In the CURRENT/OASIS-7 trial, high-dose clopidogrel regimen (600 mg loading dose, then 150 mg/day for 7 days followed by 75 mg daily) significantly reduced the rates of cardiovascular death, MI, or stroke at 30 days (3.9% versus 4.5%; HR = 0.85; ) as well as the risk of stent thrombosis (0.7% versus 1.3%; HR = 0.54; ) in a subgroup of patients who underwent PCI ( ) [143]. But among DM patients, rates of the primary outcome were not significantly different with high and standard dose clopidogrel (4.9% versus 5.6%; HR = 0.89; 95% confidence interval [CI], 0.66 to 1.15; ) [144].

Prasugrel is a third generation thienopyridine that was recently approved for clinical use in ACS patients undergoing PCI. It is an orally administered, prodrug that requires hepatic metabolism to be converted to its active metabolite that irreversibly inhibits the P2Y12 receptor [161]. Prasugrel has a more rapid onset of action than clopidogrel with greater platelet inhibition because it is converted to its active metabolite more effectively [162]. The TRial to assess Improvement in Therapeutic Outcomes by optimizing platelet InhibitioN With prasugrel-Thrombolysis In Myocardial Infarction 38 (TRITON-TIMI 38) examined the efficacy and safety of Prasugrel (60 mg loading dose followed by 10 mg daily) versus clopidogrel (300 mg loading dose followed by 75 mg daily) in patients ( ) with ACS undergoing PCI [163]. A significant reduction in the rates of primary end point (consisting of cardiovascular death, nonfatal MI or nonfatal stroke) favouring prasugrel (9.9% versus 12.1%; HR = 0.81; ) was found. Reduction in the rates of stent thrombosis over a follow-up period of 15 months was also found in the prasugrel treated group, but with increased risk of major bleeding [164]. The subgroups of patients with DM or with STEMI had a higher beneficial effect. In DM patients, the risk of primary end point was reduced significantly with prasugrel (12.2% versus 17%; HR = 0.70; ). Prasugrel also improved the risk of stent thrombosis in DM subgroup (all DM patients: 2.0% versus 3.6%; HR = 0.52; ; insulin treated patients: 1.8% versus 5.7%; HR = 0.31; ) [165]. Major bleeding was higher in DM patients over all but there was no difference among DM patients treated with either prasugrel or clopidogrel (2.6% versus 2.5%; HR = 1.06; ).

The Optimizing antiplatelet Therapy in diabetes MellitUS-3 (OPTIMUS-3) study showed that prasugrel (60 mg loading dose followed by 10 mg/day maintenance dose) achieved significantly greater platelet inhibition compared to double dose clopidogrel (600 mg loading dose followed by 150 mg/day maintenance dose) in DM patients with CAD. Verify Now P2Y12 assay demonstrated more effective platelet inhibition with prasugrel compared to clopidogrel, 4 hours after the loading dose (least squares mean, 89.3% versus 27.7%; ). This difference in platelet inhibition remained significant up to 7 days after dosing [166168]. Higher platelet inhibition in DM patients results in greater clinical benefit as suggested by all the above observations. The clinical efficacy of prasugrel when compared to clopidogrel in medically managed patients with unstable angina/NSTEMI is being evaluated in the ongoing TaRgeted platelet Inhibition to cLarify the Optimal strateGy to medicallY manage Acute Coronary Syndrome (TRILOGY ACS) trial.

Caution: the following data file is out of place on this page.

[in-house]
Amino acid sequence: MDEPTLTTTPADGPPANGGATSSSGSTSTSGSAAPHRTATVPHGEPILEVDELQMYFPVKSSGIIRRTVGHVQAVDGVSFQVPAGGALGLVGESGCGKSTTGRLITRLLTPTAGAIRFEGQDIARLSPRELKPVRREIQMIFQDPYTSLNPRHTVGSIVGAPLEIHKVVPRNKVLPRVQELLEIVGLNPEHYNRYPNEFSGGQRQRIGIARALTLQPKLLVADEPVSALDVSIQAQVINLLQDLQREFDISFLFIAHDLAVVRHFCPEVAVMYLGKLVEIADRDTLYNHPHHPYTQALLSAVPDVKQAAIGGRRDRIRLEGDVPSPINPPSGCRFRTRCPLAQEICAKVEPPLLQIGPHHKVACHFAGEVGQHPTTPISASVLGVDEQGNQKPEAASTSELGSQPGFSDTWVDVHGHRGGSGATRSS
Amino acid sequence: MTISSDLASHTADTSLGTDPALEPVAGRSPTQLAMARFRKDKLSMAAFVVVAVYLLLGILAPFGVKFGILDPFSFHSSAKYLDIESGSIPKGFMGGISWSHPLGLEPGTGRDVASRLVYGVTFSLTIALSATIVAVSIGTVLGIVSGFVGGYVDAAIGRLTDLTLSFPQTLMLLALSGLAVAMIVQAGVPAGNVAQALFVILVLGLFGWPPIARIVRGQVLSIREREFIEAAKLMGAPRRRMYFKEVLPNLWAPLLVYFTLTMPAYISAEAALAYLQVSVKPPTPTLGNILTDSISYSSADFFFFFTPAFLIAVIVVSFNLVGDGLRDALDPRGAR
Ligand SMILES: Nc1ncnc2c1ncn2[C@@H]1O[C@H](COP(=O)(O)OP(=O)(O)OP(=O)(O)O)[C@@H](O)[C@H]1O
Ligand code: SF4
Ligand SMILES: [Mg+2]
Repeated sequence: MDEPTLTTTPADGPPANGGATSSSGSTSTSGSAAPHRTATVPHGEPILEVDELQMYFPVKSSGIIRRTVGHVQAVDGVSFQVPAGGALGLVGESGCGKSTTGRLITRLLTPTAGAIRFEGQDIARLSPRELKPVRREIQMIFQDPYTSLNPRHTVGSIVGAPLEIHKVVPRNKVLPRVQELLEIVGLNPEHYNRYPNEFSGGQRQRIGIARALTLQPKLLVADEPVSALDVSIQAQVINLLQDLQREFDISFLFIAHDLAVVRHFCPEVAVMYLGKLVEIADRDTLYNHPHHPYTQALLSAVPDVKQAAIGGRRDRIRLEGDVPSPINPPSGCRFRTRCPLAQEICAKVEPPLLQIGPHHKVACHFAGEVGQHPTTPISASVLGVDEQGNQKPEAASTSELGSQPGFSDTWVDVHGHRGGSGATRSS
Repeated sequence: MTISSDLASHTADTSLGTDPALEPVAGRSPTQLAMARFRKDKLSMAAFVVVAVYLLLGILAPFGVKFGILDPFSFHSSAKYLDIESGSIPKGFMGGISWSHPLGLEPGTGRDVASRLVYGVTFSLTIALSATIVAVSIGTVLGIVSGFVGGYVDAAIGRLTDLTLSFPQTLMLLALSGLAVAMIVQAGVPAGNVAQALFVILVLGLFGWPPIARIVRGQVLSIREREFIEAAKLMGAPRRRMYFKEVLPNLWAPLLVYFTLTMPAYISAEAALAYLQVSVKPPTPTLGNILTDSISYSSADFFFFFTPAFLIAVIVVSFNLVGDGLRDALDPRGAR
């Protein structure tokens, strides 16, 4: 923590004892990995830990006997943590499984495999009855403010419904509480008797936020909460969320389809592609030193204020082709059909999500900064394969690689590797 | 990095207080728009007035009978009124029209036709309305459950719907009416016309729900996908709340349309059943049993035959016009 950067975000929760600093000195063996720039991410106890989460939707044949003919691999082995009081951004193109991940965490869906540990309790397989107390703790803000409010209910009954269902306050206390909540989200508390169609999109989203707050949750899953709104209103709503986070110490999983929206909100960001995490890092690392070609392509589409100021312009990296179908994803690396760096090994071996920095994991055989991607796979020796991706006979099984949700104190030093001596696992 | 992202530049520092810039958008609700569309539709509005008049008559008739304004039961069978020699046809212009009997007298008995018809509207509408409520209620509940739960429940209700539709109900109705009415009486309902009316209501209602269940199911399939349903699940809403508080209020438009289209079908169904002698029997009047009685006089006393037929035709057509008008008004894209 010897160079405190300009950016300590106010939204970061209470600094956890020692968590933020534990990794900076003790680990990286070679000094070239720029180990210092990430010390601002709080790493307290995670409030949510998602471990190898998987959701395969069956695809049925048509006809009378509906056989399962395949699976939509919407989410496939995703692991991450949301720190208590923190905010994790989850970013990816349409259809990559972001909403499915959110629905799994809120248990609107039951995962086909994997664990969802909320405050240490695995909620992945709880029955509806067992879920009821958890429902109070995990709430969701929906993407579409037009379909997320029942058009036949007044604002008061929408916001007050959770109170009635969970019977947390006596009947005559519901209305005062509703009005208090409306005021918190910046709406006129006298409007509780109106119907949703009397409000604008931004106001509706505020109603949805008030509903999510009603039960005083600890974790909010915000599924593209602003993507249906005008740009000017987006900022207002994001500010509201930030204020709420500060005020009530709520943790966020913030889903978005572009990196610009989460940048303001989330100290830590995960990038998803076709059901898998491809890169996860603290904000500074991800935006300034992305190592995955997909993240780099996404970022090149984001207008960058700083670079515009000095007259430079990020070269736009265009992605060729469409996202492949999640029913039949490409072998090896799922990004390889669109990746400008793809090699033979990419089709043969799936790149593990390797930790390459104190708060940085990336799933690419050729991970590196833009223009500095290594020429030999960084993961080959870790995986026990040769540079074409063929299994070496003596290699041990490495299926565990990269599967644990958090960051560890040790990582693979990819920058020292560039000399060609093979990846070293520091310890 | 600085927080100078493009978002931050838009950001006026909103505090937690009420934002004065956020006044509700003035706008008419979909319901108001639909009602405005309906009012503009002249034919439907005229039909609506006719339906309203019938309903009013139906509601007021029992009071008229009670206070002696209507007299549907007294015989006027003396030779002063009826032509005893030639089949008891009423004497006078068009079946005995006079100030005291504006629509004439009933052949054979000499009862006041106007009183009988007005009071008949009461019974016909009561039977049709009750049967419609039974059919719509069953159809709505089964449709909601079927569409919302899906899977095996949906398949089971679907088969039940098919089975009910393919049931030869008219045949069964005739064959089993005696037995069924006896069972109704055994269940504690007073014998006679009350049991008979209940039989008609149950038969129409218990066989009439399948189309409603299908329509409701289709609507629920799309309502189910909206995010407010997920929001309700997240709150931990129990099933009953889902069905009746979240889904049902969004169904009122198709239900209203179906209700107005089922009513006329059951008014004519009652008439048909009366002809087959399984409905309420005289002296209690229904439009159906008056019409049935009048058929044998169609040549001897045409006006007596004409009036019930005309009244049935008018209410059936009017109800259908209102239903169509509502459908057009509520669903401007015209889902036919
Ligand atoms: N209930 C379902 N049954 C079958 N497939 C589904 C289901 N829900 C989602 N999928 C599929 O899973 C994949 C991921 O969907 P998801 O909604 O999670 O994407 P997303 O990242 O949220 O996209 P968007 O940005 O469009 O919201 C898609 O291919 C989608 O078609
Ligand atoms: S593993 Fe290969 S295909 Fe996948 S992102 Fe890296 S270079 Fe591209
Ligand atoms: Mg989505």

Ticagrelor is an orally administered, direct reversible P2Y12 inhibitor which achieves higher platelet aggregation inhibition compared to clopidogrel in ACS patients [169]. The PLATelet inhibition and patient Outcomes (PLATO) trial compared ticagrelor (180 mg loading dose followed by 90 mg twice daily) with clopidogrel (300 to 600 mg loading dose followed by 75 mg daily) in preventing cardiovascular events in ACS patients ( ). The rate of primary end point (death resulting from MI or stroke) at 12 months decreased significantly in patients treated with ticagrelor (10.2% versus 12.3%; HR = 0.84; ). In the PCI subgroup the rate of CV death and stent thrombosis reduced significantly. Ticagrelor was not associated with an increase in protocol defined major bleeding. In DM patients, ticagrelor reduced the rates of the primary end point (HR = 0.88), all cause mortality (HR = 0.82) and stent thrombosis (HR = 0.65) compared to clopidogrel. Similar benefits were seen in patients with or without insulin treatment. Bleeding rates were similar (HR = 0.98) in ticagrelor and clopidogrel treated DM patients. Side effects reported included dyspnoea, ventricular pauses, and increase in creatinine and uric acid levels [170, 171]. Ticagrelor has been approved for use in Europe but not yet approved for clinical use by the FDA.

14. GP IIb/IIIa Inhibitors

Three different GP IIb/IIIa inhibitors (abciximab, tirofiban and eptifibatide) are currently approved for clinical use. All these agents can be administered only intravenously, and hence their use is limited to acute settings. A meta-analysis of 6 large clinical trials evaluating the effect of GP IIb/IIIa inhibitors in ACS patients showed a 22% reduction of mortality at 30 days in DM patients ( ) who received GP IIb/IIIa inhibitor compared to those who did not (4.6% versus 6.2%; ). Non-DM patients ( ) had no survival benefit [172]. The benefit was greater among the DM patients who underwent PCI during index hospitalisation ( , 1.2% versus 4%; ). Unfortunately, these trials were performed using ticlopidine or standard dose clopidogrel instead of the high loading dose of clopidogrel. A high loading dose of clopidogrel has a more potent antiplatelet effect and is the current recommendation for ACS patients who undergo PCI.